You are here

Blome Building and Gammage Library

-A A +A
1919–1920 Blome Building, Edwards, Wildey and Dixon, contractor; 1929–1930 Gammage Library, Fitzhugh and Byron; 1957–1958 library addition, Lester A. Byron. S. Knoles Dr.
  • (Photograph by Jason Tippeconnic Fox)
  • (Photograph by Jason Tippeconnic Fox)
  • (Photograph by Jason Tippeconnic Fox)
  • (Photograph by Jason Tippeconnic Fox)
  • (Photograph by Jason Tippeconnic Fox)

The Blome Building and the Gammage Library utilize the red Moenkopi sandstone that characterizes the historic buildings lining the enclosed quadrangle on the school’s North Campus. Although built a decade apart in different styles, they helped to reinforce the growing institution’s existing architectural character. Together with the Geology Building, they define the western boundary of the quad; sited west of Knoles Drive, they occupy land acquired in 1919 for the purpose of expansion.

The two-story Blome Building is the smallest of the quad’s historic buildings. Encompassing only 13,061 square feet, it was by Los Angeles–based contractors Edwards, Wildey and Dixon. The Georgian Revival building is rectangular and bilaterally symmetrical in plan. It features a portico with a large pediment supported by four Tuscan columns and a hipped roof. Erected as the Teacher Training School on the site of Flagstaff’s first public school (founded in 1883), the building originally had model classrooms for students undertaking practicums in elementary school–level education. After the teaching college became a four-year accredited college in 1945, the building became the Student Personnel Building. Since its most recent renovation in 1983, the building has housed administrative offices. It was named for Rudolph H. H. Blome, the second president of the Northern Arizona Normal School (NANS) at that time.

The Gammage Library was built at the cost of $130,000 and completed in 1930, at the start of the nation’s severe economic downturn. Designed by the Phoenix-based firm Fitzhugh and Byron, the two-story building is rectangular in plan with a hipped roof. Its symmetrical massing and elaborate entrance architrave with decorative, cast-stone scrollwork and arched windows suggests the Italian Renaissance Revival style. The interior included a number of ornate features; among them an Italian Renaissance Revival staircase and marbleized columns. Designed to accommodate future growth, the library could hold up to 60,000 volumes (the previous library space in Old Main had housed 13,400 volumes). In 1957–1958, Byron designed a three-story addition north of the building’s original core, transforming the expanded edifice into the largest historic building on the quad at 44,077 square feet. Veneered in sandstone, the concrete-block Administration Annex is materially sensitive to the older buildings around it. This was the last structure on campus built with native Moenkopi sandstone. Named for Grady Gammage, who served as college president from 1926–1933 (Gammage left NAU to become ASU president), the enlarged building originally housed the registrar’s and dean’s offices, the school newspaper, and classrooms, along with the library. Since the opening of Cline Library in 1966, the Gammage Building has housed university administration offices exclusively.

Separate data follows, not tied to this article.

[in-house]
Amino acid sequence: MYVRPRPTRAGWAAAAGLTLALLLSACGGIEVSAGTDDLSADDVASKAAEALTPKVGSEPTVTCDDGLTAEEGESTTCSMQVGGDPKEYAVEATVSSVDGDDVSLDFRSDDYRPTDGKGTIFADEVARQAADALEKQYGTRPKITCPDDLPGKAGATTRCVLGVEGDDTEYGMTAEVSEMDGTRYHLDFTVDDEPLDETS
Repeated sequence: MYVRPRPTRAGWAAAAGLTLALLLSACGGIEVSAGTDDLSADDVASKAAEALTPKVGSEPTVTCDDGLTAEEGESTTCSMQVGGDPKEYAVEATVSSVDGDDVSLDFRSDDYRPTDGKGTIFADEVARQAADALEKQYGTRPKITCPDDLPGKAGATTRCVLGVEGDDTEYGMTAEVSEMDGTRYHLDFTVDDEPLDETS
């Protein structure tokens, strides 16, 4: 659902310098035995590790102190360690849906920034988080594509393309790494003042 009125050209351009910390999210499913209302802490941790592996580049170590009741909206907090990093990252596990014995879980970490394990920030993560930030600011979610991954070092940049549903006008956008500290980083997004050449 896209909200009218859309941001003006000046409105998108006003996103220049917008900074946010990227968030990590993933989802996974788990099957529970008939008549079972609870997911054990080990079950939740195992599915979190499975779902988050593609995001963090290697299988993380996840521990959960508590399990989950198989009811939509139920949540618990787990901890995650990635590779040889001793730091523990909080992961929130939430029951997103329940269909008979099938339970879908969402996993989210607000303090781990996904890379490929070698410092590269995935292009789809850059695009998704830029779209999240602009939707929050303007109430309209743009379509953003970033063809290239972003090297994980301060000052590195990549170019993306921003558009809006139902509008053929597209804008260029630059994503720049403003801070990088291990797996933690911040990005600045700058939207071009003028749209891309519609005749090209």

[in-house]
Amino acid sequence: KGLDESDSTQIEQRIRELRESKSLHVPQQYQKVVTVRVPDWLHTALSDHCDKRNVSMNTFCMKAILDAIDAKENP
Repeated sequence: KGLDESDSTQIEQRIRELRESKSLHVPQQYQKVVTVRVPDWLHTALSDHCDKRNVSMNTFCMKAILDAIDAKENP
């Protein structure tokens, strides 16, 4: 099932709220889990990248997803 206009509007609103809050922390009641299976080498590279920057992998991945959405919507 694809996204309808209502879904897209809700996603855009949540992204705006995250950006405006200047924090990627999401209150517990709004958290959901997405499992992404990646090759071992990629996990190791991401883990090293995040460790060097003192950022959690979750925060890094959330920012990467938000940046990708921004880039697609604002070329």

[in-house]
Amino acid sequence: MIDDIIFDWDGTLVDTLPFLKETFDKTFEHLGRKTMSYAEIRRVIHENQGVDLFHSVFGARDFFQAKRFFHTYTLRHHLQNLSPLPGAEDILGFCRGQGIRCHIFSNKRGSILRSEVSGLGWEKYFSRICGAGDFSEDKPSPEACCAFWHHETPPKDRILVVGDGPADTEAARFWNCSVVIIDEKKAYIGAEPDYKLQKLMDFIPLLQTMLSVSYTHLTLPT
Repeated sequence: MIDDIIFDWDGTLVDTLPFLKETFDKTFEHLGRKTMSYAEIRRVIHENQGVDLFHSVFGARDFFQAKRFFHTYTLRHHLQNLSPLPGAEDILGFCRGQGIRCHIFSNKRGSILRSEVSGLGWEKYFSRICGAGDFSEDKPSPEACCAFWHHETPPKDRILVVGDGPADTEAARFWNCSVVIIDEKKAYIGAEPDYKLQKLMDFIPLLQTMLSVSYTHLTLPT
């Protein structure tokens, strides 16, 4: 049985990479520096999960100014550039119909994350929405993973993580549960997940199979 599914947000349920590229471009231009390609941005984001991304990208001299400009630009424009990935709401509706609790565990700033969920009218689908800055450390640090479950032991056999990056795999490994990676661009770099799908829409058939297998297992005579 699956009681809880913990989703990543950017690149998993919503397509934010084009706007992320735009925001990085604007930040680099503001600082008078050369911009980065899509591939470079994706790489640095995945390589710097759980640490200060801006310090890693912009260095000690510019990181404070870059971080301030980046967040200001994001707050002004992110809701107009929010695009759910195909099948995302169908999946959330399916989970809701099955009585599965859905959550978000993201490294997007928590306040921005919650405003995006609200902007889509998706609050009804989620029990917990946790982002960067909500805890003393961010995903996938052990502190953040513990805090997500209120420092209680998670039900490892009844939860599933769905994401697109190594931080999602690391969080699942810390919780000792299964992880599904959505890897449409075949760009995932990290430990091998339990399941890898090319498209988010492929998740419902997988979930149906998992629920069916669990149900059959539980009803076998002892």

References

Chambers, Steve, “Northern Arizona Normal School Historic District,” Coconino County, Arizona. National Register of Historic Places Registration Form, 1986. National Park Service, U.S. Department of the Interior, Washington, D.C.

Drickamer, Lee C., and Peter J. Runge. Northern Arizona University: Buildings as History. Tucson: University of Arizona Press, 2011.

“Northern Arizona University, 1899-1999: Portrait of a Century: Buildings.” Northern Arizona University Cline Library, Special Collections and Archives. Accessed May 1, 2016. http://library.nau.edu/.

Writing Credits

Author: 
Heather N. McMahon
Coordinator: 
R. Brooks Jeffery
Jason Tippeconnic Fox

If SAH Archipedia has been useful to you, please consider supporting it.

SAH Archipedia tells the story of the United States through its buildings, landscapes, and cities. This freely available resource empowers the public with authoritative knowledge that deepens their understanding and appreciation of the built environment. But the Society of Architectural Historians, which created SAH Archipedia with University of Virginia Press, needs your support to maintain the high-caliber research, writing, photography, cartography, editing, design, and programming that make SAH Archipedia a trusted online resource available to all who value the history of place, heritage tourism, and learning.

, ,